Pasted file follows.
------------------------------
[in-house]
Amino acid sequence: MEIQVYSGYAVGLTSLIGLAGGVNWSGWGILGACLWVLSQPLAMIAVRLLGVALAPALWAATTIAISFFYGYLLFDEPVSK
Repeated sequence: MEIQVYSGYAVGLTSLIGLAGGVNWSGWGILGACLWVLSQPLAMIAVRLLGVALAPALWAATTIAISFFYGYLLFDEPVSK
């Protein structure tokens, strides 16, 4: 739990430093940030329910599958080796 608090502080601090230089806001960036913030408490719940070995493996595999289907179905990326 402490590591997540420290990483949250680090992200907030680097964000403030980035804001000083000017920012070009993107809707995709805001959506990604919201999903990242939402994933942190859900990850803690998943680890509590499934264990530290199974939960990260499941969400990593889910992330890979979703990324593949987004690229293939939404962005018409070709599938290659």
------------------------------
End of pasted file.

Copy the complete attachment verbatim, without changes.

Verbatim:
[in-house]
Amino acid sequence: MEIQVYSGYAVGLTSLIGLAGGVNWSGWGILGACLWVLSQPLAMIAVRLLGVALAPALWAATTIAISFFYGYLLFDEPVSK
Repeated sequence: MEIQVYSGYAVGLTSLIGLAGGVNWSGWGILGACLWVLSQPLAMIAVRLLGVALAPALWAATTIAISFFYGYLLFDEPVSK
């Protein structure tokens, strides 16, 4: 739990430093940030329910599958080796 608090502080601090230089806001960036913030408490719940070995493996595999289907179905990326 402490590591997540420290990483949250680090992200907030680097964000403030980035804001000083000017920012070009993107809707995709805001959506990604919201999903990242939402994933942190859900990850803690998943680890509590499934264990530290199974939960990260499941969400990593889910992330890979979703990324593949987004690229293939939404962005018409070709599938290659």